Google Home gives you search and control from your voice
I’m a fan of the Amazon Echo and other digital assistants so when I was able to test out Google’s new voice-activated assistant, Google Home, I was more than happy to do so. The Google Home is a voice-activated speaker that uses the Google Assistant to do things. It’s about the size of a desktop Bluetooth speaker and it gives you the opportunity to control certain aspects of your home and daily life. The body of the device is designed to blend in with your regular home decor. It looks modern and works well with varying styles of interior design. The Google Home is first and foremost a speaker. As such, it’s equipped with a microphone and play/pause and volume control. The basic speaker controls are integrated into the touch surface on the top of the speaker. Because it’s voice activated, you can also control Google Home by talking to it. Commands like, “Play Pandora Radio,” will enable the music player on the device.
Google Home has some pretty impressive specs. First of all, it supports HE-AAC and LC-AAC+ audio formats as well as 802.11ac (2.4GHz/5Ghz) WiFi. The speaker, which is what the Home is built on is a 2″ driver and dual 2″ passive radiators. I love how the speaker is cleverly hidden within the base of the device. As a speaker, it’s really quite amazing. At 100% volume, you could hear music being played from it throughout our 1800 sqft home. I also found that the microphone is very high quality. We were in the room next to our living room – where the Google Home resides – and we asked Home to turn off the lights. She responded and successfully turned off all the lights in the house.
Even though I’m more of an Apple user, I really appreciate Google’s self-integration with devices like the Home. For one thing, the search is blazing fast. I used to have a virtual assistant called UBI, which pre-dated the other voice assistants like Google Home and Alexa. The search function worked on it, but it was slow – sometimes taking a solid minute to speak the answer back. Google Home responds within about 3 seconds whereas Siri on my iPhone 7 took about 7 seconds to tell me a response. All of Google Home’s functions are quick and precise. Another test we ran was to request that Siri and Google Home both turn on Hue lights in a specific room of our home. Again Home was faster. When asked, “Turn on the Living Room lights,” Siri took approximately 3.6 seconds to respond while Google Home only took about 3 seconds. What’s remarkable about this to me is that the two devices are running on the exact same network.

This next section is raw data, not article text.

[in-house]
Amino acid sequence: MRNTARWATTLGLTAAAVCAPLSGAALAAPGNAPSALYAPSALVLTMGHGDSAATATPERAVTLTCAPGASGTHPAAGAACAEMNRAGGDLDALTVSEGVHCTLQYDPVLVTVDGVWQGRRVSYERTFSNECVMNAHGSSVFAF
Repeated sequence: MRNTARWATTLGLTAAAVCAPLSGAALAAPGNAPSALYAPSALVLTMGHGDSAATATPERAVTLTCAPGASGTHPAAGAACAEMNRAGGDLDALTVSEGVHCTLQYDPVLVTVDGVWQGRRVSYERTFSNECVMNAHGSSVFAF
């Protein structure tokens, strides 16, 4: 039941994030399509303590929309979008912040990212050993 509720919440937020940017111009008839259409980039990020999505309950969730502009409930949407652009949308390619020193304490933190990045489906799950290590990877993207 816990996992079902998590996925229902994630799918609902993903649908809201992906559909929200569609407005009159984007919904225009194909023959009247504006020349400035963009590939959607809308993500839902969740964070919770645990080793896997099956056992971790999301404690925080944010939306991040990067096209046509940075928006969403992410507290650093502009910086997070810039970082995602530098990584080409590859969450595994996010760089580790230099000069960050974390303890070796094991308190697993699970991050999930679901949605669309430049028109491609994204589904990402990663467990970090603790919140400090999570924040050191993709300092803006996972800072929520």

Set-up of the device is very easy. You plug it into power and then follow the instructions on the companion app, which is available for both iOS and Android devices. Basically, once the Home is connected to the internet, you can start using it. The app is truly a companion because other than set-up, you don’t really need to use it. The app gives you pointers like ‘Things to ask’ and helps you connect other services like Music services and Home controls. You do have to use the app to connect your other smart devices in your home.
Probably the most impressive thing about the Google Home is the follow-up functionality when you ask questions. For example, you can ask, “Who is the current President of the United States?” And Home will answer, “Barack Obama.” You can then say, “How old is he?” Home will respond, “He is 55 years old.” Other voice assistants will get confused and say that they can’t answer the question because it doesn’t get the reference back to the original question. This is a function of the Google Assistant and it pulled through into this device flawlessly.
One of my favorite thing about Google Home, aside from how well it works, is how fun it is. Google Home provides an entertainment outlet in addition to a functional assistant. You can play trivia games with it, which makes it a fun addition to family gatherings. Say you are sitting around with friends and want to do something other than visit. You can simply say, “Play a trivia game,” and Google Home will act as your game show host. You can let it know how many people are playing and it will ask questions for each player in the correct order. We tried this out a couple of times with no problems. You can also have Google Home just ask you single questions if you are on your own.
As easy as Google Home is to set-up and use, it does still have its limitations. They are limitations that I feel that Google will upgrade over time with software updates, but they are still very noticeable especially if you use other voice assistants like Alexa. First, Google Home only works with some smart devices. Right now, it’s only compatible with Nest, Philips Hue lights, and SmartThings. It does work with IFTTT protocols and recipes and you can control your TV if you have a Google Chromecast, but no other streaming media devices. Google Home also only works with 5 different music streaming services – YouTube Music, Spotify, Pandora, Google Play Music, and TuneIn. You can’t connect to libraries throughout your house like you can with devices like Apple TV, but again, I think this is something that will probably be an upgrade once Home isn’t quite so new. One other very basic feature that the Home does not do is to record reminders. You can ask it to remind you to do something and it says, “Sorry, I can’t set reminders yet,” which leads me to believe it’s a forthcoming option.
For the limitations that Google Home has, it does a lot of things very right. If I had to choose between the Google Home and Alexa, I would choose the Alexa but I shop on Amazon a lot and it just benefits me more. How ever Google Home because is so much fun to use. I think that if you are integrated into Google’s ecosystem, the Home is definitely the way to go.